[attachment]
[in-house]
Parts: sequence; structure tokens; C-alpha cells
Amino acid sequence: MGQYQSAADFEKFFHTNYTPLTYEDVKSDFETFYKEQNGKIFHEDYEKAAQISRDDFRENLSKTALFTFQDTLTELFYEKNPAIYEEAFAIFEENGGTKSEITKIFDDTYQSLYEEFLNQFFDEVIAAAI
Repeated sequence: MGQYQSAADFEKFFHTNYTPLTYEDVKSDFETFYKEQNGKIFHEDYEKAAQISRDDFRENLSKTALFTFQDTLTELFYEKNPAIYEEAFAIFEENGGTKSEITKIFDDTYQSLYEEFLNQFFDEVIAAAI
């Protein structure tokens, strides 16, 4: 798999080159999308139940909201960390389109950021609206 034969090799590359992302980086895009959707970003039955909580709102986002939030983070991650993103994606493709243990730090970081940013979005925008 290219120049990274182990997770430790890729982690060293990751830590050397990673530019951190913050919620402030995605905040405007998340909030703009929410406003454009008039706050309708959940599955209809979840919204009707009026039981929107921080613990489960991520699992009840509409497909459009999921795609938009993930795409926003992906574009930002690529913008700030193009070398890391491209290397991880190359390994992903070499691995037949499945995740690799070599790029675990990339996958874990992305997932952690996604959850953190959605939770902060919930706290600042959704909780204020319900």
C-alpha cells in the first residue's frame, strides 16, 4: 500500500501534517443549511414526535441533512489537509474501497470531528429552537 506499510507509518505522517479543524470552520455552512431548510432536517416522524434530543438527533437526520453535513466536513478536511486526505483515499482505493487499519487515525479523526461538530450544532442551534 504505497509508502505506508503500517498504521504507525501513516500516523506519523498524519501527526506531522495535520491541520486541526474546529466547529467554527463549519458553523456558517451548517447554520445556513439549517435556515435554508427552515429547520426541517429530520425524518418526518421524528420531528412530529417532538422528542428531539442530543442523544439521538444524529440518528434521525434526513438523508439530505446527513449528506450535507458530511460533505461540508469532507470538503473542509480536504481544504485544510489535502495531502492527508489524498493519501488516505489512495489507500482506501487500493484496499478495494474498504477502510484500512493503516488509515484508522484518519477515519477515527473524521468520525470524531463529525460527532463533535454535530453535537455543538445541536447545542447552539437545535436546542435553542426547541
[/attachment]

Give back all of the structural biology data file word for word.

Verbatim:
[in-house]
Parts: sequence; structure tokens; C-alpha cells
Amino acid sequence: MGQYQSAADFEKFFHTNYTPLTYEDVKSDFETFYKEQNGKIFHEDYEKAAQISRDDFRENLSKTALFTFQDTLTELFYEKNPAIYEEAFAIFEENGGTKSEITKIFDDTYQSLYEEFLNQFFDEVIAAAI
Repeated sequence: MGQYQSAADFEKFFHTNYTPLTYEDVKSDFETFYKEQNGKIFHEDYEKAAQISRDDFRENLSKTALFTFQDTLTELFYEKNPAIYEEAFAIFEENGGTKSEITKIFDDTYQSLYEEFLNQFFDEVIAAAI
């Protein structure tokens, strides 16, 4: 798999080159999308139940909201960390389109950021609206 034969090799590359992302980086895009959707970003039955909580709102986002939030983070991650993103994606493709243990730090970081940013979005925008 290219120049990274182990997770430790890729982690060293990751830590050397990673530019951190913050919620402030995605905040405007998340909030703009929410406003454009008039706050309708959940599955209809979840919204009707009026039981929107921080613990489960991520699992009840509409497909459009999921795609938009993930795409926003992906574009930002690529913008700030193009070398890391491209290397991880190359390994992903070499691995037949499945995740690799070599790029675990990339996958874990992305997932952690996604959850953190959605939770902060919930706290600042959704909780204020319900």
C-alpha cells in the first residue's frame, strides 16, 4: 500500500501534517443549511414526535441533512489537509474501497470531528429552537 506499510507509518505522517479543524470552520455552512431548510432536517416522524434530543438527533437526520453535513466536513478536511486526505483515499482505493487499519487515525479523526461538530450544532442551534 504505497509508502505506508503500517498504521504507525501513516500516523506519523498524519501527526506531522495535520491541520486541526474546529466547529467554527463549519458553523456558517451548517447554520445556513439549517435556515435554508427552515429547520426541517429530520425524518418526518421524528420531528412530529417532538422528542428531539442530543442523544439521538444524529440518528434521525434526513438523508439530505446527513449528506450535507458530511460533505461540508469532507470538503473542509480536504481544504485544510489535502495531502492527508489524498493519501488516505489512495489507500482506501487500493484496499478495494474498504477502510484500512493503516488509515484508522484518519477515519477515527473524521468520525470524531463529525460527532463533535454535530453535537455543538445541536447545542447552539437545535436546542435553542426547541